It should be stated first and foremost, punkling, that this photograph represents a mood, rather than an actual atmospheric event. Well that's not entirely true either. This IS an actual photograph, that (from memory) your wonderful and talented mother took while we were down in Apollo Bay late last year.

You've been a little bit sick this week, not sick enough that we're actually worried about you, but sick enough that you're uncomfortable, with a nagging dry cough that wakes you up at night and brings me shuffling into your room like a vacant-eyed zombie to pick you up and try to console you. You pound your tiny fists into my back and wail - expecting that as your omniscient father I should be able to make it all go away, to fix this sore throat you have and make it so you can sleep, but I can't, punkling, I can't.

Beleive me, pumpkin, if there was a way that I could make it easier for you to sleep, I would do it. The state into which your mother and I have descended, reminiscent of those first few months when you arrived, brought us to the crashing realisation of precisely how well rested we WERE before this unfortunate incident. We had been under the impression that we weren't getting much sleep, while you were going to bed at 730 and sleeping right through until 630 in the morning. More Fool Us.

You're fine during the day, well enough to go to daycare, well enough to come to the market and play with your toys and laugh and giggle and eat peaches and raisin toast, but as soon as we lie you down you start to hack and cough and cry. But my brain feels full of charcoal cotton wool, I can't think straight or make accurate decisions. We went to the market this morning, came home with four bags of groceries and no bread whatsoever.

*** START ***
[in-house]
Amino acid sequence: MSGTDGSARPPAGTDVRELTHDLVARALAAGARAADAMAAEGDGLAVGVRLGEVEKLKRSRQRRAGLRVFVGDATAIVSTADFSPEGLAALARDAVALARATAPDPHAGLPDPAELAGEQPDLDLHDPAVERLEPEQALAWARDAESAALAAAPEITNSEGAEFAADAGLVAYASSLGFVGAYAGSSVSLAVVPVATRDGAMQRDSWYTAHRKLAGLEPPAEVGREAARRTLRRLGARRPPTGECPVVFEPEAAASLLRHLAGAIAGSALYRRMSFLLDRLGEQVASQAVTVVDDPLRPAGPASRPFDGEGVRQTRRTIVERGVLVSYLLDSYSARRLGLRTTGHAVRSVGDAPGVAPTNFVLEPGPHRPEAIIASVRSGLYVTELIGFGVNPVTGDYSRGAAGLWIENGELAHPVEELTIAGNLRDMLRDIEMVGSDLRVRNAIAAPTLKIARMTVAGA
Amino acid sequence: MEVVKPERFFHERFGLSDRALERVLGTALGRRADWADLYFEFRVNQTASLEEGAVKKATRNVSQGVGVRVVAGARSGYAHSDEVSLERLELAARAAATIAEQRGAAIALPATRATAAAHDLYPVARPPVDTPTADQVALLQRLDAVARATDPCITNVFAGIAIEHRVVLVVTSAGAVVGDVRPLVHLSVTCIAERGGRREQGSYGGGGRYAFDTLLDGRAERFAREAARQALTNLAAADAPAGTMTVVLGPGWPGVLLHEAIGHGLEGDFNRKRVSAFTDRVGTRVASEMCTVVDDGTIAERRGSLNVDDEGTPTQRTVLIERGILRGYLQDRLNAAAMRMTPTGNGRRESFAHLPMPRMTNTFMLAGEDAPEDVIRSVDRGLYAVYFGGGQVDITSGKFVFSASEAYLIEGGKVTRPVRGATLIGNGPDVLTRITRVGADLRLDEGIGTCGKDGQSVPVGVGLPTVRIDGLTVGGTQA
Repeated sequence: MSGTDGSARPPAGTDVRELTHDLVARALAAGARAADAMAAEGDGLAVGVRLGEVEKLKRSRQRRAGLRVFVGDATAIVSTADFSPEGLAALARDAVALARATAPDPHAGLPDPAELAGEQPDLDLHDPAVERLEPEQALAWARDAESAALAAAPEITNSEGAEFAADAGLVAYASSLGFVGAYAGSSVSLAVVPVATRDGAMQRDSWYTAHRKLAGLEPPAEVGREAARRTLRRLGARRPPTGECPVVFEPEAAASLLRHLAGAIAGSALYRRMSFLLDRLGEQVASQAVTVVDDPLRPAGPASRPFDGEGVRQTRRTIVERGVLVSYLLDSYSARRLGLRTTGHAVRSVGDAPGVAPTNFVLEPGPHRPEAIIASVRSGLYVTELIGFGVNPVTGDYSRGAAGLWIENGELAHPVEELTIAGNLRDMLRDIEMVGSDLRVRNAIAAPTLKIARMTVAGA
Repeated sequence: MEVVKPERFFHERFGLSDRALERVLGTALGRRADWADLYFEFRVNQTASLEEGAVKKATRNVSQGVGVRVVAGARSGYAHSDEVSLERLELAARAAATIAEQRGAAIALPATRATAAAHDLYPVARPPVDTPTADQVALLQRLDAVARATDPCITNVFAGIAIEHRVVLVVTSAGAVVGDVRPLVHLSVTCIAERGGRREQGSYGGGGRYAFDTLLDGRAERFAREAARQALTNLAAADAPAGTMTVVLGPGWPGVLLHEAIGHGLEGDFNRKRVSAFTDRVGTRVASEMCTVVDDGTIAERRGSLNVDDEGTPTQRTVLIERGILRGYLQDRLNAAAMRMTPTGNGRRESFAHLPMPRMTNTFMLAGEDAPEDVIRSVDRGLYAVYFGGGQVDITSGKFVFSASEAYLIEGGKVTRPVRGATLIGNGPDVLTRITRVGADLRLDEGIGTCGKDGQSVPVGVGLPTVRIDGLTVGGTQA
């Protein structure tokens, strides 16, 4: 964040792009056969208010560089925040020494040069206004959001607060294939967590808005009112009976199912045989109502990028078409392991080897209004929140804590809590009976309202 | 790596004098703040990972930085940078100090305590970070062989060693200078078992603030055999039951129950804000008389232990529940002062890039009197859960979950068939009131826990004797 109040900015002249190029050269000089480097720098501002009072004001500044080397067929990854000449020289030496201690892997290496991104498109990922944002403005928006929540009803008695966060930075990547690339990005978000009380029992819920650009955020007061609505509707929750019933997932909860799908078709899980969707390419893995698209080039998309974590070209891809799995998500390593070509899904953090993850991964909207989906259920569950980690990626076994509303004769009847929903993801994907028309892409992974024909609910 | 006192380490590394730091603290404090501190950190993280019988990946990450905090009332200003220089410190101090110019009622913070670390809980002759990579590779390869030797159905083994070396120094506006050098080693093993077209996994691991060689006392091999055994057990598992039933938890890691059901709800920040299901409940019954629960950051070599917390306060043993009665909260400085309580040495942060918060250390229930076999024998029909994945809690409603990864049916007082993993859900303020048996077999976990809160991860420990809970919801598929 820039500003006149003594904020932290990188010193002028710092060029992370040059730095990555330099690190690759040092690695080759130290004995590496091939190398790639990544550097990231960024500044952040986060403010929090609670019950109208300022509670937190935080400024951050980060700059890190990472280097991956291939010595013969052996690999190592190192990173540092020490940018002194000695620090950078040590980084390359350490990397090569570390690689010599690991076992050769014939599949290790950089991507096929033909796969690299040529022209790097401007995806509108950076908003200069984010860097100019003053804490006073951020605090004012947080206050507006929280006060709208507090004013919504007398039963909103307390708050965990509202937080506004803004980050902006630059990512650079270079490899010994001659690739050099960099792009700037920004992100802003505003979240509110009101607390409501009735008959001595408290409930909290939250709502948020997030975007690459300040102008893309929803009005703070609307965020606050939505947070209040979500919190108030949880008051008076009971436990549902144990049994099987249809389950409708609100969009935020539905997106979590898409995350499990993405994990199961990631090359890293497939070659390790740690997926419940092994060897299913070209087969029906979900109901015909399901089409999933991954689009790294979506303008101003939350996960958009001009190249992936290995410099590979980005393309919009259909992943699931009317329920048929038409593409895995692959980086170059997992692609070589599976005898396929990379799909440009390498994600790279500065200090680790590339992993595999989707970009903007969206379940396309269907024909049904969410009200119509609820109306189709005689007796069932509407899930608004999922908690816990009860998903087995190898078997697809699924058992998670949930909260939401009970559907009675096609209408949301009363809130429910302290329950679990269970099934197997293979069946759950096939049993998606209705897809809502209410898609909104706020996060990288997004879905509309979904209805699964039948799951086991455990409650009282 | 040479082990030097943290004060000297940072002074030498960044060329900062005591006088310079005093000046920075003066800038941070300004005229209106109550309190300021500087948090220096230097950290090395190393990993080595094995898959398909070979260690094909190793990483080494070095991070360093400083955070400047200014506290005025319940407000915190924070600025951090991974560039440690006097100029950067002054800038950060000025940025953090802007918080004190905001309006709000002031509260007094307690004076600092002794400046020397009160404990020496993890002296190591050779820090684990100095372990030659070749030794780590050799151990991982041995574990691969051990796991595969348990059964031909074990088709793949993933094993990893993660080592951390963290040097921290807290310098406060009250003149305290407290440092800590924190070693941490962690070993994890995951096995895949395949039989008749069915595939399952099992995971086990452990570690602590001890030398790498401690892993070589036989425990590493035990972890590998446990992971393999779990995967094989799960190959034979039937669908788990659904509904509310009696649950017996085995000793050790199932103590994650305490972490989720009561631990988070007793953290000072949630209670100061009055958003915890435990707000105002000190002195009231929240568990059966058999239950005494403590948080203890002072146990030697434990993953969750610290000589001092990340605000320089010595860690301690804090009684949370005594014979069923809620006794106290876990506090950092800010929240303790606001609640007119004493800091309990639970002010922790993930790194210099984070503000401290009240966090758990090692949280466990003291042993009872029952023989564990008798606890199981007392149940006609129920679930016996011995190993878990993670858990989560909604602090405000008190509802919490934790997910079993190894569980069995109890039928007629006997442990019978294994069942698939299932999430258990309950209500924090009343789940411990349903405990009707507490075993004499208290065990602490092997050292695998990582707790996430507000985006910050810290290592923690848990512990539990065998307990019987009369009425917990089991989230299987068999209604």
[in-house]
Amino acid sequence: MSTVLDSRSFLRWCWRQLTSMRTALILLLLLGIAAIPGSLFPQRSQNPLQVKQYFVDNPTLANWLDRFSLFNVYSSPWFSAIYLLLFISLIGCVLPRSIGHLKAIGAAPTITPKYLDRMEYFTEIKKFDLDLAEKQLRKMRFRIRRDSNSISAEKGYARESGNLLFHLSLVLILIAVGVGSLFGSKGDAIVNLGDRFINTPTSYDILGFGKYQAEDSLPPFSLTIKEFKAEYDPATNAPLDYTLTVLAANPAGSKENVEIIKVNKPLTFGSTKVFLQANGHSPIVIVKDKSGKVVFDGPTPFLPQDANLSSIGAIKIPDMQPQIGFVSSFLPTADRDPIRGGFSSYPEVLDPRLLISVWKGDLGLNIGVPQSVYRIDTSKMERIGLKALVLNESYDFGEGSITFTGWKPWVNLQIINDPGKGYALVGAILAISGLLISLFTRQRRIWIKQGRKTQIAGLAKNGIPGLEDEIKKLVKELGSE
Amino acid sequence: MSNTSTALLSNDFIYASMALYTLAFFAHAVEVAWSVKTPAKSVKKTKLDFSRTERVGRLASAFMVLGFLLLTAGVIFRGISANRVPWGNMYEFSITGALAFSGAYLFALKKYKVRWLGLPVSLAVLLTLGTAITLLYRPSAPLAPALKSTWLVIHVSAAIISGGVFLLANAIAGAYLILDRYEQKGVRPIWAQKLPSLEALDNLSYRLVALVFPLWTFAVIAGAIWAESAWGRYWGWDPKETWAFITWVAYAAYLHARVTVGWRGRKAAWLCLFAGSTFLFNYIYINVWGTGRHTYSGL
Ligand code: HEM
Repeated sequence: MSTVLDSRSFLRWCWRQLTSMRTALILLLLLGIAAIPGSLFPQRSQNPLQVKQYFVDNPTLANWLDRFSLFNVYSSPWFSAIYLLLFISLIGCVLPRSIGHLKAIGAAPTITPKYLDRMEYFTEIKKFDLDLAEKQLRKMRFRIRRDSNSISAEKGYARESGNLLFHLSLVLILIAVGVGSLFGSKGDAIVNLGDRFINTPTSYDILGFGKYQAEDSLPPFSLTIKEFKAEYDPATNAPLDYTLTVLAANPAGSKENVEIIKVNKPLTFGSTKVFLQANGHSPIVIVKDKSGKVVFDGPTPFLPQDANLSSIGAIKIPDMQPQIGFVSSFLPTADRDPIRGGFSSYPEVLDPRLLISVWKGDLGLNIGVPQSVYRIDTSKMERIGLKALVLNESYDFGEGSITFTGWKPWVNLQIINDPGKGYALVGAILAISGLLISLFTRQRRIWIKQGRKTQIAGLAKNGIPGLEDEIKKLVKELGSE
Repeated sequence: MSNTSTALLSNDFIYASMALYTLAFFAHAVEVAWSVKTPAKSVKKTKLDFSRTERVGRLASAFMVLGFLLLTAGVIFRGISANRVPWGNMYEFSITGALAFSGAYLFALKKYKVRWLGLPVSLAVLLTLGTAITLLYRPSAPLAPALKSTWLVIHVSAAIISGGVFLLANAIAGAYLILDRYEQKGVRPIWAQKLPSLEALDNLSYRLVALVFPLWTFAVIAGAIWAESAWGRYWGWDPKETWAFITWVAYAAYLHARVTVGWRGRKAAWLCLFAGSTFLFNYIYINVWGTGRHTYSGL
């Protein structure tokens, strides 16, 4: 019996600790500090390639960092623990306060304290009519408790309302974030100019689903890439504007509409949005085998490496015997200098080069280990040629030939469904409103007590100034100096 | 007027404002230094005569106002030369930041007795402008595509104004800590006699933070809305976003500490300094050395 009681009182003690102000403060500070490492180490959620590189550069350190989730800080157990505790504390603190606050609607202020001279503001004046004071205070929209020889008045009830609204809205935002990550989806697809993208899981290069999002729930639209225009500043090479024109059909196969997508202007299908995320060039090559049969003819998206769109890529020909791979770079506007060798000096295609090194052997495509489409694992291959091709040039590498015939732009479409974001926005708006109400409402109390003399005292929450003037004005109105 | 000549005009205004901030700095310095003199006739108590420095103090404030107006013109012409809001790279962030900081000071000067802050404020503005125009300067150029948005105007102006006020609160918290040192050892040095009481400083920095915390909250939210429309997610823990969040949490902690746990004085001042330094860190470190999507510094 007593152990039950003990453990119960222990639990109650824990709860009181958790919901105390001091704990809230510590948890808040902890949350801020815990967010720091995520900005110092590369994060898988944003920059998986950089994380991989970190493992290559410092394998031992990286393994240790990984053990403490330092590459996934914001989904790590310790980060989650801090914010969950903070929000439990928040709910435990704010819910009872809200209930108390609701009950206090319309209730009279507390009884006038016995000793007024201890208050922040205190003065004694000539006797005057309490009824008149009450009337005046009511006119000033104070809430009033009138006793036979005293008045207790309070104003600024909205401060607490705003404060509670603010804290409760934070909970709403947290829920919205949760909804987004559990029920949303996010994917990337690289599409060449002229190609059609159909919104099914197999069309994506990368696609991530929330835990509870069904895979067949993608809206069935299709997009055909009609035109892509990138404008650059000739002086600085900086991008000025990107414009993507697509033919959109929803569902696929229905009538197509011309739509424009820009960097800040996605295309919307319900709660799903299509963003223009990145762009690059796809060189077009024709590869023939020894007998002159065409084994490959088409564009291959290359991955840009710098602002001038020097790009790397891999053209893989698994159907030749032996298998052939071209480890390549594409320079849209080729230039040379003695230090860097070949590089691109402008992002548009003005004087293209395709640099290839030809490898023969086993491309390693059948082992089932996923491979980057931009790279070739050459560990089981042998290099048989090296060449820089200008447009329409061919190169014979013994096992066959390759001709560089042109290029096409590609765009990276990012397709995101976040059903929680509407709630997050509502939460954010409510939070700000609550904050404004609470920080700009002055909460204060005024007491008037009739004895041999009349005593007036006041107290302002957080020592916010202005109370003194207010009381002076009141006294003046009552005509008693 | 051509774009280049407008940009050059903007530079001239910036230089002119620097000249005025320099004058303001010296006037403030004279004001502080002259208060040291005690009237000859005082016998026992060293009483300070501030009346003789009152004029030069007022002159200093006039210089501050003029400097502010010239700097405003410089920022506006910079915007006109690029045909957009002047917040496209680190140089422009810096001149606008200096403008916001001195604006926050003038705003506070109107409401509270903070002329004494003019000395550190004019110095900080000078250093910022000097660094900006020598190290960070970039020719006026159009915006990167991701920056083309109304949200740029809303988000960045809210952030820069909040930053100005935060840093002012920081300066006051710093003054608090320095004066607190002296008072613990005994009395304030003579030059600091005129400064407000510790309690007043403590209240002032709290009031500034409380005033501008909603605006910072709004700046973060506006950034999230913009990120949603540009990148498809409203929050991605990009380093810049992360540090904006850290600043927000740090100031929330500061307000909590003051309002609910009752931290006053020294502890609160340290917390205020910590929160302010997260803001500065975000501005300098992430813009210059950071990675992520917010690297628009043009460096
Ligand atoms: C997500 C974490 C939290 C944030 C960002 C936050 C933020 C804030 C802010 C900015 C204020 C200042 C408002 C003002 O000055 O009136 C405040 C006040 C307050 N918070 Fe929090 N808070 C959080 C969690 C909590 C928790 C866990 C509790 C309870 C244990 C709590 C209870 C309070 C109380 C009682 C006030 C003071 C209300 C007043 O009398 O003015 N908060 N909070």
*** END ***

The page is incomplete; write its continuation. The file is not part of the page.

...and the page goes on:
And my shoulders drop and I sigh, because I haven't had the stone-cold joy of consecutive hours of sleep in days and I wish that I could help you be at peace and sleep but I can't and when you wake up you're fine and the house echoes to the joyful peal of your laughter and I love you so much I want to squeeze you like a toothpaste tube, but I need to SLEEP god i want to sleep please let me sleep.

It's all shades of grey for me - it's a stormy day despite the bright sunshine streaming through the curtains.

Love you.